‘Sonnet 133’ is one of William Shakespeare’s 154 sonnets. It is part of the Dark Lady sequence of sonnets. They deal with the speaker (who is usually considered to be William Shakespeare himself) and his relationship with his mistress, the Dark Lady. This sonnet is a particularly complicated one. It explores his current relationship with the Lady and how she’s influencing the Fair Youth as well.
Explore Sonnet 133
In the first lines of ‘Sonnet 133,’ the speaker acknowledges the Dark Lady’s control over him and curses her heart. He wishes that he could find a way to stop her from torturing him and his muse, the Fair Youth. This could be an allusion to a previous relationship the Youth had with the Lady or something contemporary. The speaker eventually creates several images, attempting to protect the Youth from the Lady, confining him to his own heart. Then, he thinks, the Lady can’t have the Youth without also having the speaker. This is all in an attempt to return to some sort of normalcy in regard to the speaker’s writing.
Throughout ‘Sonnet 133,’ the poet engages with themes of relationships and abuse. Although it’s unclear why or how the Dark Lady mistreats the speaker, it’s clear that he believes he’s unfairly abused in some way. He speaks about her cruelty and mournful eyes several times throughout these sonnets while emphasizing how trapped he feels. She controls him through her unique, unrelenting beauty. In this sonnet, he also mentions the Fair Youth, exploring the fact that she can exert her control over more than one person.
Structure and Form
‘Sonnet 133’ by William Shakespeare is a traditional sonnet that follows the pattern Shakespeare popularized. It contains fourteen lines that are divided into two quatrains, or sets of four lines, and one sestet, or set of six lines. They rhyme ABABCDCDEFEFGG as the vast majority of Shakespeare’s sonnets do.
In iambic pentameter, each line contains five sets of two beats, known as metrical feet. The first is unstressed, and the second is stressed. It sounds something like da-DUM, da-DUM. The poem can also be divided into three sets of four lines and a final two-line couplet. The first line is a particularly good example of iambic pentameter. The turn at the end is also effective, revealing that the speaker is well aware that his attempts to protect himself and the Youth from the Dark Lady are never going to work.
Shakespeare makes use of several poetic techniques in ‘Sonnet 133’. These include but are not limited to examples of:
- Alliteration: the repetition of words with the same consonant sound. For example, “slave,” “slavery,” and “sweet’st” in line four and “heart” and “heart” in line one.
- Enjambment: occurs when the poet cuts off a line before its natural stopping point—for example, the transition between lines one and two.
- Caesura: pauses a poet inserts into the middle of lines. For example, “And yet thou wilt; for I, being pent in thee.”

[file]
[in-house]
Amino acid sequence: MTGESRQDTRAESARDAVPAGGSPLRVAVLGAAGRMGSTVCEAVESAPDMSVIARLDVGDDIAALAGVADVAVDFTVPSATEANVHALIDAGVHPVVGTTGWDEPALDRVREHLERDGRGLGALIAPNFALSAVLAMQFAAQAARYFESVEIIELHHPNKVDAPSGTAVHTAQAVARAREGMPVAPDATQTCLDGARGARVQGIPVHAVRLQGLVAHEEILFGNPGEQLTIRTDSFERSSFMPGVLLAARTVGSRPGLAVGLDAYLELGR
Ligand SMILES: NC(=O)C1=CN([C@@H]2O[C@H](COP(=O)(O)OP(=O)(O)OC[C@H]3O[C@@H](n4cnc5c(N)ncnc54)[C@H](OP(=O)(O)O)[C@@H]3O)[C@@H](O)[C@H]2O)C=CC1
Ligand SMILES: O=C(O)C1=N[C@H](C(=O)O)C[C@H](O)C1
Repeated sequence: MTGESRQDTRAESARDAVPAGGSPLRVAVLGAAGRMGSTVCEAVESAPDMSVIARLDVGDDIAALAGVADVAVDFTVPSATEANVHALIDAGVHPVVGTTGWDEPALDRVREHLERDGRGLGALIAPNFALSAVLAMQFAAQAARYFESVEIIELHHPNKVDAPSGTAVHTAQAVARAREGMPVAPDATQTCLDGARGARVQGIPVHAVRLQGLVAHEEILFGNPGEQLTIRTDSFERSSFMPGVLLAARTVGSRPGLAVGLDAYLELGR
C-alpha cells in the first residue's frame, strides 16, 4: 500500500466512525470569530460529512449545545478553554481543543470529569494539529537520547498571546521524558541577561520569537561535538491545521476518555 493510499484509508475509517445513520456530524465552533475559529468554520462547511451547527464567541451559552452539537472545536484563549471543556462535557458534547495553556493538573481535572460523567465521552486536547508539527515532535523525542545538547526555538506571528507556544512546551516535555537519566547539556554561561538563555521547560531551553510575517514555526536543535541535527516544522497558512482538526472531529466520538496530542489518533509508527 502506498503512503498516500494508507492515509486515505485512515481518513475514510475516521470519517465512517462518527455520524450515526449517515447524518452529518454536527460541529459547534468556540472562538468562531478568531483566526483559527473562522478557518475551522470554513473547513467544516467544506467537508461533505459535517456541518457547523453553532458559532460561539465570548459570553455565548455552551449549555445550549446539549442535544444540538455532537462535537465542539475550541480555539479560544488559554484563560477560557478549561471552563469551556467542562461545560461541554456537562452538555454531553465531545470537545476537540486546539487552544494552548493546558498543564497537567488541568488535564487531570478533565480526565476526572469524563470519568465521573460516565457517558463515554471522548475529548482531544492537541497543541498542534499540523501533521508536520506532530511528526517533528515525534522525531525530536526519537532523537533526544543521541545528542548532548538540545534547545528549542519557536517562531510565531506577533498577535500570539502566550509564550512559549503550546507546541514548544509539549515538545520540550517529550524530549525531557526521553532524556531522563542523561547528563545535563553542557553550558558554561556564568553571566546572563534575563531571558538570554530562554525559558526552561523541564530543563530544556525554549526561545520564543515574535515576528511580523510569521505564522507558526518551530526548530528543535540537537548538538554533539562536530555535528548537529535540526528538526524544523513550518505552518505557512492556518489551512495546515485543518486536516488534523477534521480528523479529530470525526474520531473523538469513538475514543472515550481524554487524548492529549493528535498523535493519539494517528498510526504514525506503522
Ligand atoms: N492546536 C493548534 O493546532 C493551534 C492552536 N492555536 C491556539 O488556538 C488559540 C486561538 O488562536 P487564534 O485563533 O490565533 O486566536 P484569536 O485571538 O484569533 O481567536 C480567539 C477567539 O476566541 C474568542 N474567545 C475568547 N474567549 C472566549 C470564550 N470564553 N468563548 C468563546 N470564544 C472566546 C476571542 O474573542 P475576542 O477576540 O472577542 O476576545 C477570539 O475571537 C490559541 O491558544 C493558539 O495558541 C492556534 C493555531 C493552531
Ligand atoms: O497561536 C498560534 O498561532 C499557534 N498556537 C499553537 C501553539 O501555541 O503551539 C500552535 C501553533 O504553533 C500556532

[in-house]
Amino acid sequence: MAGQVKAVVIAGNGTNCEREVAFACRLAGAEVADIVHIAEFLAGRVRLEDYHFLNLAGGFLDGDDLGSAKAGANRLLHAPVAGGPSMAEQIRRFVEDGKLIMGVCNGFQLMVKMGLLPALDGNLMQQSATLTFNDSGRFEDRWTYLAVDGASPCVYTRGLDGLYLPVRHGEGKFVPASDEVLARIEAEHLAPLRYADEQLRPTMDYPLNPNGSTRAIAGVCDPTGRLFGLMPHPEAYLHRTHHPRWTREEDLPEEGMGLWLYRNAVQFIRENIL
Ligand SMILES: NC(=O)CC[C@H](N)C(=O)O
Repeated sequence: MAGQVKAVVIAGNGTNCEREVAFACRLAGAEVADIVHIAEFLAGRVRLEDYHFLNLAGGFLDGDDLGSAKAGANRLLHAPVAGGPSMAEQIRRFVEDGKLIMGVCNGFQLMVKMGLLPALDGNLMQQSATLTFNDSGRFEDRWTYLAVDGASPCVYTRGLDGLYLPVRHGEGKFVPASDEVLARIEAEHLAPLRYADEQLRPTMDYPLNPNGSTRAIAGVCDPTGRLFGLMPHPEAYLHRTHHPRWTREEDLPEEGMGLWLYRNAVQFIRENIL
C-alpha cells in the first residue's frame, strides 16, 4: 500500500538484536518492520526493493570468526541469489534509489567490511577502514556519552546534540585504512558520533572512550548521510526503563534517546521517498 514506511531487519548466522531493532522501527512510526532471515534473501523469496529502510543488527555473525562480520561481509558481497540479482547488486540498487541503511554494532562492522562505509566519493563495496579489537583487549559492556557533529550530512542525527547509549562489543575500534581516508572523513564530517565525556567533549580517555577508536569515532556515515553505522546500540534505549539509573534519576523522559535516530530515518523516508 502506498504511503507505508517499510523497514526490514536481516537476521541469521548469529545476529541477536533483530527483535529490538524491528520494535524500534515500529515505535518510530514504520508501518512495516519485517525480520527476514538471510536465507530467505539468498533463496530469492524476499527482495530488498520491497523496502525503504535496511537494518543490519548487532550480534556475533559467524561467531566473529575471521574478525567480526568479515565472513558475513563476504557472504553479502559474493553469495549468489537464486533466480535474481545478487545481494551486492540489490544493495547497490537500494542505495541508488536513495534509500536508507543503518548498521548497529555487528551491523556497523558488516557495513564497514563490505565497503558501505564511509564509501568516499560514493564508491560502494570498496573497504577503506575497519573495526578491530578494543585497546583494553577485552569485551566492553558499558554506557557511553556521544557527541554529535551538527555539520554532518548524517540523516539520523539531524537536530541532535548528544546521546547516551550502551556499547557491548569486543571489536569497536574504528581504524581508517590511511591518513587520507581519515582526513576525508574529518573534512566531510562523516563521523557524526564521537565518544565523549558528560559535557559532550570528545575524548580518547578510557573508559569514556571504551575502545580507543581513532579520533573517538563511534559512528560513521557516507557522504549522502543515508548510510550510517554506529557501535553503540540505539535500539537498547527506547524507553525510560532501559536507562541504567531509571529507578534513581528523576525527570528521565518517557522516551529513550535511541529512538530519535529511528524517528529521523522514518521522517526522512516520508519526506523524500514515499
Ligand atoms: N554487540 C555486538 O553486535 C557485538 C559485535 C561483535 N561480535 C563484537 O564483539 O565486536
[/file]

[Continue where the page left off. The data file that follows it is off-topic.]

Beshrew that heart that makes my heart to groan
For that deep wound it gives my friend and me!
Is ’t not enough to torture me alone,
But slave to slavery my sweet’st friend must be?
In the first lines of ‘Sonnet 133,’ the speaker picks up themes that should be familiar to those who read the previous sonnets. He’s been speaking to and about the “Dark Lady” and the control she has over his heart. She’s not as kind as he might like her to be, and as a result, he deceit to curse “that heart” that makes him “groan.” He’s expressing frustration with his situation and the fact that he is tortured in addition to his “sweet’st friend.” This is the first time the Fair Youth has come back into the poems for several sonnets. Here, the speaker could be alluding to an affair the Youth had with the Lady or some other wound she’s inflicted on them.
Me from myself thy cruel eye hath taken,
And my next self thou harder hast engross’d:
Of him, myself, and thee, I am forsaken;
A torment thrice threefold thus to be cross’d.
In the next four lines, the poet goes on to say that her treatment of him has made it much harder to write. His muse is suffering from her insults and cruelty. It should be noted, though, that he’s currently writing about her, so it can’t be too influenced by the relationship. He’s still producing work.
The speaker says that he feels separate from himself, as though she is changing him. She’s interrupting his work and disrupting the relationship he had with his muse, the Youth, and his writing. This change makes him feel “forsaken” and lost from everything in his life.
Prison my heart in thy steel bosom’s ward,
But then my friend’s heart let my poor heart bail;
Whoe’er keeps me, let my heart be his guard;
Thou canst not then use rigour in my jail:
And yet thou wilt; for I, being pent in thee,
Perforce am thine, and all that is in me.
In the third and final quatrain of ‘Sonnet 133,’ the speaker tells the lady to “Prison [his] heart in [her] steel bosom’s ward,” or to lock him up. But, he asks, he wants to be able to take his “friend’s heart” (the Fair Youth’s heart) from her. His heart can guard the Youth and keep him. Then, the only way she can have the Youth is by having the speaker. His heart can continue to guard the Youth from the Lady’s cruelty. But, in the final two lines, known as a couplet, the speaker admits that these attempts are purposeless. He knows that he’s in her control, as is anything in his heart.
Readers who enjoyed ‘Sonnet 133’ should also consider reading some other William Shakespeare poems. For example:
- ‘Sonnet 131’ – one of the first Dark Lady sonnets. It addresses her cruelty to the speaker.
- ‘Sonnet 36’ – explores how the speaker and the Fair Youth are no longer going to be able to see one another.
- ‘Sonnet 7’ – addresses the Youth’s beauty and how he should have children to preserve it.
- ‘Sonnet 76’ – is an upbeat poem that discusses the speaker’s love for the Youth and explores the poet’s writing.